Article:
More than 2,500 right-wing extremist suspects in German army since 2011: report

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More than 2,500 right-wing extremist suspects in German army since 2011: report
German soldiers. Photo: DPA

Since Germany ended obligatory military service in 2011, the armed forces have examined more than 2,500 cases of suspected right-wing extremists in their ranks, according to a Germany newspaper.


Citing figures from the Military Counterintelligence Service (MAD), the Rheinische Post reported on Thursday that the Bundeswehr (German military) has recorded more than 2,500 right-wing extremist suspects.

The report comes amid a scandal which has engulfed the Bundeswehr since late April, when a soldier was arrested on suspicion of planning a far-right terror attack, leading the Defence Minister to call for sweeping reforms to the military.

In total two soldiers and one civilian have been arrested over the alleged conspiracy to kill pro-refugee politicians and - having created the fake identity of a Syrian refugee - make it look like an Islamist attack.

According to the MAD figures obtained by the newspaper through security sources, the number of right-wing extremist suspects investigated each year has actually plummeted since the draft was abolished. In 2010, there were 585 cases investigated, while in 2016, there were 227 cases.

Still, so far this year there have already been 104 cases. Suspicions are also only substantiated in about 7.2 percent of cases.

Before the report was published, a politician from Angela Merkel's Christian Democrats (CDU) proposed that bringing back the draft could actually be a solution to the Bundeswehr’s ongoing scandal.

“If we brought back the draft, citizens in uniform would act as an early warning system for spotting extremism from the far right and far left,” Patrick Sensburg told the Funke Mediengruppe on Wednesday.

He added that since the draft was abolished six years ago, the Bundeswehr no longer represents a cross section of German society.

“Out civilian population is our immune system against the enemies of democracy,” he said.

Merkel herself has since spoken out against bringing back conscription.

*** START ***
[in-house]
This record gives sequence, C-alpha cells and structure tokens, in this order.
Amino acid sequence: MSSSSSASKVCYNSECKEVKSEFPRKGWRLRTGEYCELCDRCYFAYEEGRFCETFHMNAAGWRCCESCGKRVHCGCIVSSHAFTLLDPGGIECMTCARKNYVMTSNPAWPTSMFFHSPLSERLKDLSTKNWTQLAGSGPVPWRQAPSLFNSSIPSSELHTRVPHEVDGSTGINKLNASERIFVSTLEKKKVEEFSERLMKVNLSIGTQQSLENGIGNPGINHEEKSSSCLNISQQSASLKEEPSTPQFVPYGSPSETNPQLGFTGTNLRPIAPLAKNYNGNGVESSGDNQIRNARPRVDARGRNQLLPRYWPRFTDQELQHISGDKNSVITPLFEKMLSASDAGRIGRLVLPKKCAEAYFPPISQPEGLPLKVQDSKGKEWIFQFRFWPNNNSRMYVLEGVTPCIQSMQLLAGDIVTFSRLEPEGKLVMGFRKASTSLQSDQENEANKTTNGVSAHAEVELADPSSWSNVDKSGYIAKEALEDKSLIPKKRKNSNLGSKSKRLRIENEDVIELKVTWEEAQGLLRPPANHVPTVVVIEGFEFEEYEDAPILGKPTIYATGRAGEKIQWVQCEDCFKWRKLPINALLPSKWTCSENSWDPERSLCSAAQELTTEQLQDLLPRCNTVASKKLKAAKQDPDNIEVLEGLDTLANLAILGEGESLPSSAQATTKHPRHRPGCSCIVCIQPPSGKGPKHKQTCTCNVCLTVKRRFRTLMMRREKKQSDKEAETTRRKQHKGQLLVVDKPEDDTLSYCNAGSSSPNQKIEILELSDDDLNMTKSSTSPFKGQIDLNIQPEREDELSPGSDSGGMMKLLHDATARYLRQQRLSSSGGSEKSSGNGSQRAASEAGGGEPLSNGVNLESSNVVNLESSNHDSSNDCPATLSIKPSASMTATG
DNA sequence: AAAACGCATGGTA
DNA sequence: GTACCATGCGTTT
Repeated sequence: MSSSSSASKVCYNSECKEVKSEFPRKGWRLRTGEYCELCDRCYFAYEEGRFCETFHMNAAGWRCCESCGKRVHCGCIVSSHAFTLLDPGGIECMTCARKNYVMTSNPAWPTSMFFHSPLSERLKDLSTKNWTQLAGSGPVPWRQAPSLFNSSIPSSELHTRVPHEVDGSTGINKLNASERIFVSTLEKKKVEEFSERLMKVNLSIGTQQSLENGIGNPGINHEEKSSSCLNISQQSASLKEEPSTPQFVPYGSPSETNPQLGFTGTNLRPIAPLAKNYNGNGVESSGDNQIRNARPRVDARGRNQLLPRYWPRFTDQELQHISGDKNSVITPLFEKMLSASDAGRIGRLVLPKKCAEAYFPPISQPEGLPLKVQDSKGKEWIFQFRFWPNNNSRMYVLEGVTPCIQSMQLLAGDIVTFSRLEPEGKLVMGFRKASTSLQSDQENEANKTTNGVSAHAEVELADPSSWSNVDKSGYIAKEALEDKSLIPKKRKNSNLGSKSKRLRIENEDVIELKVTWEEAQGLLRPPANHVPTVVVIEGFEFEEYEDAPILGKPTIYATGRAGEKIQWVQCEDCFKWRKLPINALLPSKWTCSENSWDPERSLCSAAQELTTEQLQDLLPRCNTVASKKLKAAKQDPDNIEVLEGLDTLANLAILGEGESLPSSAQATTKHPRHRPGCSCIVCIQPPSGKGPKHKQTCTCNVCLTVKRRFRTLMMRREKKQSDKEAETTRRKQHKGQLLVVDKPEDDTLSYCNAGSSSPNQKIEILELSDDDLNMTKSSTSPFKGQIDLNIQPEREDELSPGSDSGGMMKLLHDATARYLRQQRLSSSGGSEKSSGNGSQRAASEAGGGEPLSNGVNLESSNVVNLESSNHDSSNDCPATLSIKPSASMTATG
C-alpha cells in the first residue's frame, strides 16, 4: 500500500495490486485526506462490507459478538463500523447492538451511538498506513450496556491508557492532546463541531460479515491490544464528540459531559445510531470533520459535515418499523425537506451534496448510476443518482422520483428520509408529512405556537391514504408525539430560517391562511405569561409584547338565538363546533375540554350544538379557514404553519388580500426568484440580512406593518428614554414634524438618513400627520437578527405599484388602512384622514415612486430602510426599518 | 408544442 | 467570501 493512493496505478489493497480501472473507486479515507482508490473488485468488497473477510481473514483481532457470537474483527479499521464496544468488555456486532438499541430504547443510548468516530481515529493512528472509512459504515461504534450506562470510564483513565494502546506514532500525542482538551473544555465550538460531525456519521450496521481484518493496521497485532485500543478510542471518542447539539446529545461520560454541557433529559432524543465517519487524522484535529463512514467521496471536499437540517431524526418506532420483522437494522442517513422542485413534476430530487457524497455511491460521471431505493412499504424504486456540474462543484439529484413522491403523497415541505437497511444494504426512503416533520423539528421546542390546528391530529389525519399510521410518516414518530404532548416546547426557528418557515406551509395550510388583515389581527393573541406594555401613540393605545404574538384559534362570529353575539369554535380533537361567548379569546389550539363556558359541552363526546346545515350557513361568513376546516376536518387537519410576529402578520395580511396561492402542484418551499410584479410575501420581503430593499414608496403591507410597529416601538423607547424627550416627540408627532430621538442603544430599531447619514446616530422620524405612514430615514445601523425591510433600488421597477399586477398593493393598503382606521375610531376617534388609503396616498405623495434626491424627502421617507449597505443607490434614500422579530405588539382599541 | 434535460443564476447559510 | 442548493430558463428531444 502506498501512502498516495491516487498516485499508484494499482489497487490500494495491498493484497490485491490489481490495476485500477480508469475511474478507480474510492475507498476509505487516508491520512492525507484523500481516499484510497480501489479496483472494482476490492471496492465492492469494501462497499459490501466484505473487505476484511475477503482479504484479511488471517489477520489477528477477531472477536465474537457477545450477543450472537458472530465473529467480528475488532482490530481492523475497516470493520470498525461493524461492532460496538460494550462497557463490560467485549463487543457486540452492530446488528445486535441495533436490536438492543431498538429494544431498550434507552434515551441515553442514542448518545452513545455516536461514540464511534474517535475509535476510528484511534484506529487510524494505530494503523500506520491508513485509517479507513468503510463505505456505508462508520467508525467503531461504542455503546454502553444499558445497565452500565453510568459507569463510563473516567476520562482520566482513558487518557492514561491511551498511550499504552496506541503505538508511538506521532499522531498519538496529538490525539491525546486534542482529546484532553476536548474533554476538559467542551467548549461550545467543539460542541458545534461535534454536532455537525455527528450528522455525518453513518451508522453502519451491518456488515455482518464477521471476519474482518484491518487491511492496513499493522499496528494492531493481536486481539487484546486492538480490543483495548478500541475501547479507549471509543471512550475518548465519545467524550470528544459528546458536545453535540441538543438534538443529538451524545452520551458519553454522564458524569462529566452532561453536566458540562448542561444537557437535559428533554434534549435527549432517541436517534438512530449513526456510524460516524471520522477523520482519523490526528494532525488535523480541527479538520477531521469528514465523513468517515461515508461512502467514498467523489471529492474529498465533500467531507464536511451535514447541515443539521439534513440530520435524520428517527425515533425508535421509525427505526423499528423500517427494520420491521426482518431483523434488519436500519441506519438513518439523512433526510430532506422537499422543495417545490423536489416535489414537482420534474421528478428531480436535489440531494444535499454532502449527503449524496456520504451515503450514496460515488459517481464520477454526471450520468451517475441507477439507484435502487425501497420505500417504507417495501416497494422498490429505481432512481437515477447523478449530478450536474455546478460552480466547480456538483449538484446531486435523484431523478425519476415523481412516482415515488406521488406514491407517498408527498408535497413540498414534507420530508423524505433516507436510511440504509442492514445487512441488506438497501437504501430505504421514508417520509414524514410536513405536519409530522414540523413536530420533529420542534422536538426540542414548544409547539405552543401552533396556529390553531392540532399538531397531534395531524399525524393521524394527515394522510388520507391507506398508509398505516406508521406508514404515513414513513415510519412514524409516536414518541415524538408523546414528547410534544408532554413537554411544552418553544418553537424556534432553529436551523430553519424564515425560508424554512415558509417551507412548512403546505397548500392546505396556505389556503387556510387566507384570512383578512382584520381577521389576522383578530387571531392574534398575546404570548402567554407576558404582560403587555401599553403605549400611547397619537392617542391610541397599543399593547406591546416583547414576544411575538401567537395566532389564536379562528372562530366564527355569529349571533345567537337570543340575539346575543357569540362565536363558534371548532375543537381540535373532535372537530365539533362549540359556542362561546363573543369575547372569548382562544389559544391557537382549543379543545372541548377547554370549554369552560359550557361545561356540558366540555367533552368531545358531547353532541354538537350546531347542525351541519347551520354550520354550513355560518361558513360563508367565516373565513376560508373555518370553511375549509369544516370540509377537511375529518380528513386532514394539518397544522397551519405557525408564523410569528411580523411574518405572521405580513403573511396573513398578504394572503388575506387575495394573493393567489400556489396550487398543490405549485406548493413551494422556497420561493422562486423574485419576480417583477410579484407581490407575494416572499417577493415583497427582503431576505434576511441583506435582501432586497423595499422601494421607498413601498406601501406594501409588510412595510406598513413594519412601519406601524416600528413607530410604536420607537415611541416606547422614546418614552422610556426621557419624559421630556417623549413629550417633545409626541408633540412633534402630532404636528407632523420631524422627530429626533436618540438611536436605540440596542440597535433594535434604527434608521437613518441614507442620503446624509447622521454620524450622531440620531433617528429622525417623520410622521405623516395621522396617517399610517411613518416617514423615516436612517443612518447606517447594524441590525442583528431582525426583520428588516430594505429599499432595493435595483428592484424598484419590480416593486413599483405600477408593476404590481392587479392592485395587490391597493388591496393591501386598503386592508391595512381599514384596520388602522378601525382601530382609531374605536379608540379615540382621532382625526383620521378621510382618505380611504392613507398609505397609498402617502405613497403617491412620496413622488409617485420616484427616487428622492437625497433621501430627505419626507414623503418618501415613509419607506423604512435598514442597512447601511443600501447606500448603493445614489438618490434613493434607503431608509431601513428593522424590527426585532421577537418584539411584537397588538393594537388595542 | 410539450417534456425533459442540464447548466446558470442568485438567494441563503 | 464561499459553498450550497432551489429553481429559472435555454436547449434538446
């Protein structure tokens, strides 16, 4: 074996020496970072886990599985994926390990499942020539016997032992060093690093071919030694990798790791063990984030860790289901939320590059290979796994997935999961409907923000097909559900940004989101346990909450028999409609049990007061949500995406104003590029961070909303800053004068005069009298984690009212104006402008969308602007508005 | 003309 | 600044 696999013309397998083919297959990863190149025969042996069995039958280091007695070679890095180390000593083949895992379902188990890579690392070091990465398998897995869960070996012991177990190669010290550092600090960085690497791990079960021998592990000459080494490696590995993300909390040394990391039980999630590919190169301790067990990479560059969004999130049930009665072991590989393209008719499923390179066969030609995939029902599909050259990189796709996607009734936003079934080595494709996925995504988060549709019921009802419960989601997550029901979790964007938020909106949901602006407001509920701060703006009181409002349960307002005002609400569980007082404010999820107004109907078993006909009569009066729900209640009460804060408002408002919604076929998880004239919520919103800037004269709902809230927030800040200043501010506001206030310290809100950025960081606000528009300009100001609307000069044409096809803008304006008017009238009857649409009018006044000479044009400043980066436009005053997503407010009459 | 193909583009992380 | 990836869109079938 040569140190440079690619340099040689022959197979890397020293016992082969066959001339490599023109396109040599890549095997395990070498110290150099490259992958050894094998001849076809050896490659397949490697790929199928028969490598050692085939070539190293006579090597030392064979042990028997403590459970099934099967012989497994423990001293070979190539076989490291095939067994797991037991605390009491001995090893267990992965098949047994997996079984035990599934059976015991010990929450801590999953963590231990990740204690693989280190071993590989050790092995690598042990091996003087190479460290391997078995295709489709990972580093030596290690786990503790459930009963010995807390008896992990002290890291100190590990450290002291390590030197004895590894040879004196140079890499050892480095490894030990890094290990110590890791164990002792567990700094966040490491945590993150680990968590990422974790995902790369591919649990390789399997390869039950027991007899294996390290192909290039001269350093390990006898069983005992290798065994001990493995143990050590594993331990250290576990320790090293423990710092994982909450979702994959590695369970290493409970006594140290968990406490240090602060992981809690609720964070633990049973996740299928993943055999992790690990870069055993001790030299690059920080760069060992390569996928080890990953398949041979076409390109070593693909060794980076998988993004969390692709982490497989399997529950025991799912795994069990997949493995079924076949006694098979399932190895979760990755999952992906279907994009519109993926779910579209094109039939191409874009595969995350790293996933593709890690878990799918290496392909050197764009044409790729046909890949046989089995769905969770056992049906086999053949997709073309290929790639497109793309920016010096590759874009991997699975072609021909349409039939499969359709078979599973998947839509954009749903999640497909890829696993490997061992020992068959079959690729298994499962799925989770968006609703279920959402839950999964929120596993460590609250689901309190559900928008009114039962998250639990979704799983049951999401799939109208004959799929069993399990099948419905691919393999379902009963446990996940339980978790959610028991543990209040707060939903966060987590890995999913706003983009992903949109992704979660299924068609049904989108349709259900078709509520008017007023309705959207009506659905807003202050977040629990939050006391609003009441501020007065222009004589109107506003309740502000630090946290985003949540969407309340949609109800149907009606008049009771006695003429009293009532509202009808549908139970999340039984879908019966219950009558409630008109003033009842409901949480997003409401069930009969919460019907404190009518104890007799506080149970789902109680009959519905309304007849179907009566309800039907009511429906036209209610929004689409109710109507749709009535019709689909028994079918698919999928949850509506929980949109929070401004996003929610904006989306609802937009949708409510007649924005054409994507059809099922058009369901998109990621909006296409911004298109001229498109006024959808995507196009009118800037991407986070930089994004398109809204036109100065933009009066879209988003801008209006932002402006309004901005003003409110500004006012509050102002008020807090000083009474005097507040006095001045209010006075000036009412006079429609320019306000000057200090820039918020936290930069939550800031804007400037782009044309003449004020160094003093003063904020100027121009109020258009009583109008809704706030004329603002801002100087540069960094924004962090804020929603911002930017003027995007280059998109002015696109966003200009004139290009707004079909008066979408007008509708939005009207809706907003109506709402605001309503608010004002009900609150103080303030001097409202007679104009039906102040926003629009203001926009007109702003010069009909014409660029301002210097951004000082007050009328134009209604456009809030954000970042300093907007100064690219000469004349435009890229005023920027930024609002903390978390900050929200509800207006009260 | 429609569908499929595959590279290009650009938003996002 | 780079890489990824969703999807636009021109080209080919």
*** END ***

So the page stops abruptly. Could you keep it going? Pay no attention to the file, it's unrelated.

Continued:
“What the Bundeswehr needs is predictability in its development,” she said on Thursday.

“In continuity with this decision [from 2011], we should now carry out the necessary reforms.”

Defence Minister Ursula von der Leyen announced a series of reforms for the armed forces on Wednesday, including a review of its 1982 "decree on traditions" which allows the display of Wehrmacht memorabilia within its "historical context".

The current rules "include many good points but allow for back doors," she said, following revelations that Nazi-era army steel helmets, weapons and pictures were on open display in some army barracks.

Amid the scandal, debate has flared on why a Wehrmacht item can be shown in a glass display but not in an officers' mess, and why several barracks are still named after Second World War field marshall Erwin Rommel, dubbed the "Desert Fox" for his North Africa campaign.

Von der Leyen had pledged zero tolerance on all forms of extremism after it emerged the top suspect arrested, Lieutenant Franco Albrecht, 28, had expressed racist views years ago, but that superior officers looked the other way out of a "misunderstood esprit de corps".

The minister, under fire over the scandal, also announced changes to reporting chains, disciplinary procedures and the civics education of soldiers, speaking before a hearing by the parliamentary defence committee.

Germany's Bundeswehr - including the army, navy and air force - has a troop strength of about 180,000 active military personnel, the second largest in the EU after France.


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